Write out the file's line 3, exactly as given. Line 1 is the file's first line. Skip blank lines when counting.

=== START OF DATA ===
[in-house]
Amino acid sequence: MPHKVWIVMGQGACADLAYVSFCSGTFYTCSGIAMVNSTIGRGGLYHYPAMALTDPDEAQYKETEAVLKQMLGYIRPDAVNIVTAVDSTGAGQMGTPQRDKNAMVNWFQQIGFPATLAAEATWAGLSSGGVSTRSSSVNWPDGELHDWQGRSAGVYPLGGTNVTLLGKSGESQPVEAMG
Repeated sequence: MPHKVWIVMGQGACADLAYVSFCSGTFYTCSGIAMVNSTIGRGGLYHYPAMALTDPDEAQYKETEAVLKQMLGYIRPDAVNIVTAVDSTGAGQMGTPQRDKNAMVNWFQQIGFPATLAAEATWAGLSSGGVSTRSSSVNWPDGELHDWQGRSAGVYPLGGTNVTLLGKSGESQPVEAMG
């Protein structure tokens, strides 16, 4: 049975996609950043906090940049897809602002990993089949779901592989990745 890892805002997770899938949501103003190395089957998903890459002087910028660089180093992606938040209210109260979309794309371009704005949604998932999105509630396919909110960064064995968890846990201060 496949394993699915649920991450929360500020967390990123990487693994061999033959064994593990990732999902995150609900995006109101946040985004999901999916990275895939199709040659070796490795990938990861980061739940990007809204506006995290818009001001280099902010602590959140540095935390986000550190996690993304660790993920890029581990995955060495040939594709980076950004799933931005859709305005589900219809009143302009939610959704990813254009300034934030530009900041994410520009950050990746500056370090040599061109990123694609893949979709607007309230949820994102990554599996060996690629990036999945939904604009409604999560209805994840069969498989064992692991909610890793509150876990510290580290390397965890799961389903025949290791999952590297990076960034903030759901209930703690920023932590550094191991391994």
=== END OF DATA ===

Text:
Repeated sequence: MPHKVWIVMGQGACADLAYVSFCSGTFYTCSGIAMVNSTIGRGGLYHYPAMALTDPDEAQYKETEAVLKQMLGYIRPDAVNIVTAVDSTGAGQMGTPQRDKNAMVNWFQQIGFPATLAAEATWAGLSSGGVSTRSSSVNWPDGELHDWQGRSAGVYPLGGTNVTLLGKSGESQPVEAMG